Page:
Shame is a film with a reputation that precedes it. For once, a distributor (the always open-minded Fox Searchlight Pictures) embraced an NC-17 rating, and everyone braced themselves for one helluva explicit affair. Indeed, director Steve McQueen's intention is made clear from the opening shot of Shame, which has Michael Fassbender lying on his back in bed. However, it is not the fact that Fassbender is lying on his back in bed that gives McQueen's intention away, it's his pensive, brooding demeanour that says one thing: this man has a lot of something on his mind. And with the film's reputation as it stands, it is not very difficult to figure out exactly what that something is.
Brandon (Fassbender) is a successful, thirty-something, Irish-born New Yorker who, to put it mildly, has sex addiction issues. In order to indulge in his needs without disturbing the veil of normalcy, Brandon has cultivated a very carefully balanced and guarded private life. However, when his wayward sister (Carey Mulligan) arrives one day, things begin to spiral out of control rather quickly. That's it in a nutshell. However, apart from it being a tale of sex addict woes, Shame is a powerful study of the way we interact with each other. Example? An early scene on a subway train has Brandon checking out an attractive young woman. When McQueen cuts to various earlier (sexually deviant) scenes, you begin to realise that this man is a predator more than anything else. And, being so acutely focused on his prey, his powers of seduction reach a preternatural level, leaving other facets of his personal life to flounder in the background. Apart from the frequent masturbation and intercourse (it's there to tell us he has a problem), the manner in which Brandon interacts with the fairer sex provides a unique take on the varying ways in which we humans interact with one another. The point is hammered home when you compare Brandon's methods to those of his asshole (in a normal way) boss (played cringingly well by James Badge Dale).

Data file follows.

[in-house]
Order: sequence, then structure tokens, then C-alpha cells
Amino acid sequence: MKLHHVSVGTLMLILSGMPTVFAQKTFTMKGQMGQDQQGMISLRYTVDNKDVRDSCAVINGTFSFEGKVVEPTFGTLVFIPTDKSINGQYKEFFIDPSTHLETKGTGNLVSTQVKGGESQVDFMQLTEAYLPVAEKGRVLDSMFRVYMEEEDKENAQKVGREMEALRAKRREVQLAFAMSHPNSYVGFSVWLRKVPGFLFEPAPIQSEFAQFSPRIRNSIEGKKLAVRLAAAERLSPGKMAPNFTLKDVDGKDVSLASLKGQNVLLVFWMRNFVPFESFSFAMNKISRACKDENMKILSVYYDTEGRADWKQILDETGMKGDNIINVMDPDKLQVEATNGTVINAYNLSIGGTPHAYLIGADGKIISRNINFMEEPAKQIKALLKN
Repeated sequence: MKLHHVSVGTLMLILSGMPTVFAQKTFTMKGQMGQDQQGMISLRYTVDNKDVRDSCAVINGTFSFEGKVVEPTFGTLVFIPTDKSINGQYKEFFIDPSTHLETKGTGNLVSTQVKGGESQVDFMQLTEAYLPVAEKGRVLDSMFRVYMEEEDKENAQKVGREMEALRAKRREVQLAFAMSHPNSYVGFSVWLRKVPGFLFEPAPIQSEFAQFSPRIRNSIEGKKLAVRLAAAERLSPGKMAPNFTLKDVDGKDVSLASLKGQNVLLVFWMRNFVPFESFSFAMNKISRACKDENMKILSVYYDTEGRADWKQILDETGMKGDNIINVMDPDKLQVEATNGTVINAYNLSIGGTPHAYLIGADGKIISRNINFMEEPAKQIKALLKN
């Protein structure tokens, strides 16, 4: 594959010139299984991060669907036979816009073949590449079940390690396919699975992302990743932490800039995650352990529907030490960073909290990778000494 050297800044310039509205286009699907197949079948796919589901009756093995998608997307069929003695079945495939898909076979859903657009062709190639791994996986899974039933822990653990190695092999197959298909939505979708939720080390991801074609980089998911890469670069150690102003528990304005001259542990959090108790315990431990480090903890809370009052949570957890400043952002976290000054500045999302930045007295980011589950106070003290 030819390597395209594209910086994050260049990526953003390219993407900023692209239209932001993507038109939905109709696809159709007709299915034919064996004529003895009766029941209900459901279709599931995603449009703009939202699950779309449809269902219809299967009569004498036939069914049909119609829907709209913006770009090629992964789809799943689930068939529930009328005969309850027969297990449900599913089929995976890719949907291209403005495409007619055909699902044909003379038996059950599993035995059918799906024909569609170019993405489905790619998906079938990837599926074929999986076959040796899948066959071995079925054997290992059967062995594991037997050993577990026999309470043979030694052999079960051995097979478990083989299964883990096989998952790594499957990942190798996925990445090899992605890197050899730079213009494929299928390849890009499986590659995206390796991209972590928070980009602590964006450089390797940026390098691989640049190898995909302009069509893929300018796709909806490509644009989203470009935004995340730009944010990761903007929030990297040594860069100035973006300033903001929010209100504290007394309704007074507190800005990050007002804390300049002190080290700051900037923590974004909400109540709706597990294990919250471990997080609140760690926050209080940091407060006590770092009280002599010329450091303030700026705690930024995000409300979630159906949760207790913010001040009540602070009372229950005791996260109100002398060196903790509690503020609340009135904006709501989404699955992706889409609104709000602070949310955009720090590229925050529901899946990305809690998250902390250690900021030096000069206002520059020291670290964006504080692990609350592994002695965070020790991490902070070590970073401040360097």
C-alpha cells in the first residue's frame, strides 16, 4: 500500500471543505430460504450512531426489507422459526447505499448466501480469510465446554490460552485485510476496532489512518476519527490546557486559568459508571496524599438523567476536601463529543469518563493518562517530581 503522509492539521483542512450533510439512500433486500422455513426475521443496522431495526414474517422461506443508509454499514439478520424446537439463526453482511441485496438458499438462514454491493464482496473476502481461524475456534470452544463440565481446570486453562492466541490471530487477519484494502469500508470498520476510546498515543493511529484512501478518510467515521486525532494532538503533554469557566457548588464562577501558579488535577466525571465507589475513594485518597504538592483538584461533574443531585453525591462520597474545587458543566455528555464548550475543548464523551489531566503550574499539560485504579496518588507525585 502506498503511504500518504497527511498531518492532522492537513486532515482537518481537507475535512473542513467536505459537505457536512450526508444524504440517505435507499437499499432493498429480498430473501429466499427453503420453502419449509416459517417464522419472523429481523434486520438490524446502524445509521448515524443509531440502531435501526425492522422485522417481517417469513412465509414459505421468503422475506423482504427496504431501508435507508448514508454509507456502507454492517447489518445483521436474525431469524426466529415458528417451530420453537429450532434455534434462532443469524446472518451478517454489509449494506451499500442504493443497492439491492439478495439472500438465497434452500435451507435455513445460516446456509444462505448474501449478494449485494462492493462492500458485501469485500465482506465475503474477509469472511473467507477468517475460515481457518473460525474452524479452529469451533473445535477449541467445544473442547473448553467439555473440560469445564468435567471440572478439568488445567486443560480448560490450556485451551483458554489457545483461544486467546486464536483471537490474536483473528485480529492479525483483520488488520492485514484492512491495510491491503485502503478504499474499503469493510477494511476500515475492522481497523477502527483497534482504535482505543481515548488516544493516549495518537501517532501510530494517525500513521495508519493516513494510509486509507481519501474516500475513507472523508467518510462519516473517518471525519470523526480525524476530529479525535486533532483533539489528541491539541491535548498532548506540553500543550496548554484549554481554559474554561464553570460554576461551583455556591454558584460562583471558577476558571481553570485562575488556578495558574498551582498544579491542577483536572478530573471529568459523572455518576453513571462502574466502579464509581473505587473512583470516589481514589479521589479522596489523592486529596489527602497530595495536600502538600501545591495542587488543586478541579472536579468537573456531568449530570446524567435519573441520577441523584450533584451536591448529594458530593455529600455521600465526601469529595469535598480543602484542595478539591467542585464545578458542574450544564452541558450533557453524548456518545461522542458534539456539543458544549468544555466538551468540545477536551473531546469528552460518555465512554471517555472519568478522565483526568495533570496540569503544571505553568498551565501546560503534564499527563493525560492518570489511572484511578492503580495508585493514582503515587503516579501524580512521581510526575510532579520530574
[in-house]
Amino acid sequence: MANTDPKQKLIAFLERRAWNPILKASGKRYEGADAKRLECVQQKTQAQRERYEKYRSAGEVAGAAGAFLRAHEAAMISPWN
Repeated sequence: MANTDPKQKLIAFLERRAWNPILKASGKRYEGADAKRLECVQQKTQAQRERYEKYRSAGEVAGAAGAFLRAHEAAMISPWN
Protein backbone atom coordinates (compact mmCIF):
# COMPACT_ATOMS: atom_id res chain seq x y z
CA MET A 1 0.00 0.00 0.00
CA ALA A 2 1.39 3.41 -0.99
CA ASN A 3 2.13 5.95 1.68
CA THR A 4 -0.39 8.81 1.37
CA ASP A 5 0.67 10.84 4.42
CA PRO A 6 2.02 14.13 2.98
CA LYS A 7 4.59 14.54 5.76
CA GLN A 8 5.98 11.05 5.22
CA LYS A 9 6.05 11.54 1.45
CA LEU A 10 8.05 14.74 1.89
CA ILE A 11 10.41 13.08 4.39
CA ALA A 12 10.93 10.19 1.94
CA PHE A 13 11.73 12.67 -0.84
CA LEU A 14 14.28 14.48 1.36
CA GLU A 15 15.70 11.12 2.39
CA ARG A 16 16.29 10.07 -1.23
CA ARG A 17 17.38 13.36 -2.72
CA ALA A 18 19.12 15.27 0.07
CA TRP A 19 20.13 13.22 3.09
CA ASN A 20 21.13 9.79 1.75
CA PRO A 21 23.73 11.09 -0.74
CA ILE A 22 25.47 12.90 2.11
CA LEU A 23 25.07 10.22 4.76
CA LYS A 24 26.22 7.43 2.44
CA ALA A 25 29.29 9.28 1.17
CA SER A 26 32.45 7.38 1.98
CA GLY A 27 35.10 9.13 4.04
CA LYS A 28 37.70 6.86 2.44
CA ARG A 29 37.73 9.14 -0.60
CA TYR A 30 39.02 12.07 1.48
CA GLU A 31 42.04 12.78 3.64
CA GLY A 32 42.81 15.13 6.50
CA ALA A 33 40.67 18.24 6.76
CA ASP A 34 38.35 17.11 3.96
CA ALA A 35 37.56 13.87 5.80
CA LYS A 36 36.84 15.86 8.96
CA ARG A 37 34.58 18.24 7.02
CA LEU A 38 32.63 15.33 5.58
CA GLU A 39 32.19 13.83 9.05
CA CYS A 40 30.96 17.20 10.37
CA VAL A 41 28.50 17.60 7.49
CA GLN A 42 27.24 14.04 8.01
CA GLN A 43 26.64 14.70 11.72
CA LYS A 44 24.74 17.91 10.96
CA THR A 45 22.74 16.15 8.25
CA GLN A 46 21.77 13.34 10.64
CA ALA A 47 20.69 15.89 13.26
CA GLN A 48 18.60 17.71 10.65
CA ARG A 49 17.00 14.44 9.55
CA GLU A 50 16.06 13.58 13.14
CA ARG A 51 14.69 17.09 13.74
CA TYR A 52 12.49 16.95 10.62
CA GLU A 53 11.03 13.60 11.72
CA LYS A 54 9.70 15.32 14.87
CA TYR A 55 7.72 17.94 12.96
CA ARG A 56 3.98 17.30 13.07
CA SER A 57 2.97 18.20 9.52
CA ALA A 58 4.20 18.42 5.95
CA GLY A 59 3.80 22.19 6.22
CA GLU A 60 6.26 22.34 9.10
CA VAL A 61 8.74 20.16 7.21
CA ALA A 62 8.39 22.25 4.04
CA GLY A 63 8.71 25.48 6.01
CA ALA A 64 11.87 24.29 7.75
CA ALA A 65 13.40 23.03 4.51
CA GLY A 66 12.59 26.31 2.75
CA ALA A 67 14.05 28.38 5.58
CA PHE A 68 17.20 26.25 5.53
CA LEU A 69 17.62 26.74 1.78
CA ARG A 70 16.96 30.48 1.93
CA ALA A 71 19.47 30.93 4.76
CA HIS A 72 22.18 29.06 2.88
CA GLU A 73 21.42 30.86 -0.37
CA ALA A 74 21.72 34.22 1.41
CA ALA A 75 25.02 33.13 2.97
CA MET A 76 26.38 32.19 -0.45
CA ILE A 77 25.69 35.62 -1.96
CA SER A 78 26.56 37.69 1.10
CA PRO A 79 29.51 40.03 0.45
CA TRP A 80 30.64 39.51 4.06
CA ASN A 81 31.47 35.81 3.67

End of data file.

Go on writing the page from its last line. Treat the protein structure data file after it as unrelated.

What happens when the predator's habitat is disturbed by a baby sister in need of love and a place to crash? Well, a finely honed hunter is susceptible to the slightest of disruptions, and Sissy's arrival is hardly what I would call subtle. She needs love, she needs warmth, she needs support, and what Brandon needs is quite the opposite. This is where the plot begins to thicken, and things get interesting. I will say no more.
I mentioned before that Shame is brilliant at showcasing human interaction, but you would probably have heard by now that the highlight of the film is Fassbender's powerhouse performance. In a career already replete with stellar roles, this one must surely be his best so far. The deep rooted affliction of his character is not easy to portray, and I cannot think of an actor who could do it better. Even more impressive is the way in which Fassbender balances inner torment with the occasional glimpse humanity, letting us know (in the most subtle, nuanced manner possible), that somewhere, deep in that shell, is a human being. That said, Carey Mulligan deserves credit too for her bravest performance to date. She really is well suited to playing the vulnerable types.
Would you ever have thought that Shame would have a soundtrack to remember? It's hardly the kind of movie where you would expect this. There isn't much dialogue to go around (Brandon is a do-er, not a talker), so McQueen uses music (ranging from Harry Escott's rousing score, to Carey Mulligan's delivery of New York, New York, to Blondie) to not only augment the mood, but as a narrator as well (much like in Drive). One of the absolute best scenes in the movie involves music from none other than Johann Sebastian Bach, and a stunning New York nighttime run. Brilliant!
In the end though, despite my anticipation levels, Shame is not a fun movie to watch. I loved the ending, the performances, the cinematography and the music, but somehow it left me feeling a little, well, used. Despite having seen the film twice, I am still trying to put my finger on why this is. View it as criticism if you wish, or perhaps see that Steve McQueen really has succeeded in his goal, whatever that goal may be.
8 out of 10